My next trip is going to take me through winter in Mongolia and Siberia to summer in the Balkans, so if I tried to pack clothes to keep through the entire trip I would go crazy! Instead I’ll just bring winter clothes and buy cheap summer stuff later on.

The Werkenntwen has to ask, would you ever pack heels on a backpacking trip?

Um, I’m 5’9 and already tower above locals in many of the countries I travel through (particularly Asia and the Middle East), so I haven’t worn heels in years. I would love to be one of those girls who doesn’t care if her shoes make her six feet tall, but with my blonde hair and pale skin I often feel like enough of a freak while abroad!

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What type of outfit do you take in case of a night out clubbing or going to a fancy bar/hotel?

I travel with a lot of cotton dresses that easily translate from casual beachwear to fancy nights out with a bit of makeup and jewelry. My favorite right now is a short black dress that I bought at H&M for $10. I’m also obsessed with wearing necklaces in my hair, which I like to think instantly makes an outfit dressy (in reality it probably just looks like I’m a kid playing dress up). If I’m going somewhere that doesn’t allow sandals I give my black boots a shine and go for the hipster ankle boots + dress look.

And for the girls, what are your absolute favorite make up products you take with you on a trip?

BB cream, tinted lip balm, and eyelash dye! I love how BB cream instantly evens out my complexion, I always carry pink lip balm on me to brighten my lips, and I bought an eyelash dye kit in London (sadly I don’t think they sell them in the U.S.) that that I use to dye my blonde eyelashes once a month instead of always wearing mascara.

Do you have a special skin care routine on the road to prevent breakouts from the stress, sweat, and humidity?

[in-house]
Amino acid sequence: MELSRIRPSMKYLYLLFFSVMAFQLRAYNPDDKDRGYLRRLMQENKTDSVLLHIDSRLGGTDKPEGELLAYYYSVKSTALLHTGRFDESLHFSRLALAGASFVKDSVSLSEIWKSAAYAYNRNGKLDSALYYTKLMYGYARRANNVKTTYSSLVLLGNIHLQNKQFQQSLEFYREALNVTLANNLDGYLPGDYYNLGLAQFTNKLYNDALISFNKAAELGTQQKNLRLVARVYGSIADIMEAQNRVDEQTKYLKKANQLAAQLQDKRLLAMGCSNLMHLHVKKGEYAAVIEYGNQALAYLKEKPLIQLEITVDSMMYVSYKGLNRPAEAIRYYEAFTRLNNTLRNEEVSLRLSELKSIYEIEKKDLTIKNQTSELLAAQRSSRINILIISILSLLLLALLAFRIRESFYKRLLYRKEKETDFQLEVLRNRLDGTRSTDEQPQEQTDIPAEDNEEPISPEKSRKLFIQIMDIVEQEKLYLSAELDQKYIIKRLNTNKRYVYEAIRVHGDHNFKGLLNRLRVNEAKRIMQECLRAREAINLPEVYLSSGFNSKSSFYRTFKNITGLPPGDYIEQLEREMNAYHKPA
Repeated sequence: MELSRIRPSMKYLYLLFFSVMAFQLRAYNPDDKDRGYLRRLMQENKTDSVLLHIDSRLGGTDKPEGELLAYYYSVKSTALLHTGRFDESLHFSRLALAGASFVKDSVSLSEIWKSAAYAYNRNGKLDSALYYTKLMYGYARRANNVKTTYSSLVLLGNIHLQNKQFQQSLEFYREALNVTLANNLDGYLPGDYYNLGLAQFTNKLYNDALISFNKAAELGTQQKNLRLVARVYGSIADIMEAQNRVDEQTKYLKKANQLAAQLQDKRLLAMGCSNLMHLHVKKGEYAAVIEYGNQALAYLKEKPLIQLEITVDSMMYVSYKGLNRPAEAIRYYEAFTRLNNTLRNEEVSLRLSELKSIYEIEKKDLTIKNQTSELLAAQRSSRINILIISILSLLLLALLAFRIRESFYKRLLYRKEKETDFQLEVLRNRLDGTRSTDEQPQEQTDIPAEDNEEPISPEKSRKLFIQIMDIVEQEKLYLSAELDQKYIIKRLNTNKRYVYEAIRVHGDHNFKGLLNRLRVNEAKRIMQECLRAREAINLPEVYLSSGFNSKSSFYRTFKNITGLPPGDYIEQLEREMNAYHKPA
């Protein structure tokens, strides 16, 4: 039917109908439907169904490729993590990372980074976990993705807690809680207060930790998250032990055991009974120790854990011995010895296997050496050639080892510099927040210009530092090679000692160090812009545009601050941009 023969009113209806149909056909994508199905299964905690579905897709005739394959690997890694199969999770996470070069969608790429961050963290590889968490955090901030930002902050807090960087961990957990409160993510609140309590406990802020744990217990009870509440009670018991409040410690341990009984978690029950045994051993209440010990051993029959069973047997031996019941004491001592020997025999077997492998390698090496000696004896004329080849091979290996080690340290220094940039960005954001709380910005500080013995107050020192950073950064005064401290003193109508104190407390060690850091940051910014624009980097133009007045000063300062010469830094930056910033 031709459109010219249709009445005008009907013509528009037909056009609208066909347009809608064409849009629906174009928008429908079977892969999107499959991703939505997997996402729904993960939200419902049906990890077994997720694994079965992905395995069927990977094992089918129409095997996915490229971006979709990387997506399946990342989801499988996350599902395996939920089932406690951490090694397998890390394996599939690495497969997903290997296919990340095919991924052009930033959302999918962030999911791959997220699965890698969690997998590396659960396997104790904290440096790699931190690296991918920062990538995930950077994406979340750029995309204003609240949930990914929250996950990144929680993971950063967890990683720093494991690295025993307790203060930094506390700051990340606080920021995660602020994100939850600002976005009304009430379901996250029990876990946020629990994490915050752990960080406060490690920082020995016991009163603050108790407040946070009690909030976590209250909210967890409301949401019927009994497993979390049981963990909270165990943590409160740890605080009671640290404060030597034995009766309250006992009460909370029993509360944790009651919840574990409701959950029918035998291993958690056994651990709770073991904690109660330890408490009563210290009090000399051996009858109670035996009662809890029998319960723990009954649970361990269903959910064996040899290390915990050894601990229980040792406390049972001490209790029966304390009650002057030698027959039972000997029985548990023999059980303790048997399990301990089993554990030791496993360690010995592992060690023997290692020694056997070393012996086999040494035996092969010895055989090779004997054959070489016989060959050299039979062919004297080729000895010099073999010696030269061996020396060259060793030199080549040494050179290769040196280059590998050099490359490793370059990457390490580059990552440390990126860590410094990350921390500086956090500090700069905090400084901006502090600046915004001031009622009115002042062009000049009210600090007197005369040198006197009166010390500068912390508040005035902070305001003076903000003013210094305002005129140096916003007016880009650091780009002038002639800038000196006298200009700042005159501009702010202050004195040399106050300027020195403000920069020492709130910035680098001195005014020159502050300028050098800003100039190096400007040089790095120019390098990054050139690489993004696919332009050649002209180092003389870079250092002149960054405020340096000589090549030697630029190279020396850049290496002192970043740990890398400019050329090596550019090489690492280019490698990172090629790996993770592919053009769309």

My skin care routine is drinking tons of water. I used to have awful skin and never really paid attention to the all those articles claiming hydrating and eating healthily will improve your skin, but I’ve finally caught on! If I do get a break out now it’s almost certainly due to a lapse in my diet (thank you, bucket of Halloween candy).

Heart My Backpacksarytash kyrgyzstan 

What does your most worn, daily outfit look like while you’re traveling?

In warm places it’s a maxi skirt and cotton blouse, mostly because I travel through a lot of Muslim countries and need to be covered up! In cold places I live in short skirts and woolen tights, which I find so much more comfortable than wearing jeans.

You can only pick one: iPod or Kindle? 

iPod! I’m actually much more of a book person than music – my music library is pretty embarrassing – but I sadly get too carsick to read while on the road, so my iPod has saved me on many a long journey (including the 72 hours I spent on a hard seat on a train through China, UGH). Also: audio books!

http://www.heartmybackpack.com/blog/backpacking-solo-through-iran/Georgia

Thank you for interviewing on Werkenntwen, before you go can you tell readers that may be on the fence about taking a trip why YOU think they should go for it!

I’ve now traveled through over sixty countries and have met a LOT of travelers, and despite inevitable hiccups along the way, not one of them has told me they regret taking their trip. I can’t think of many other things in life with such a high satisfaction rate!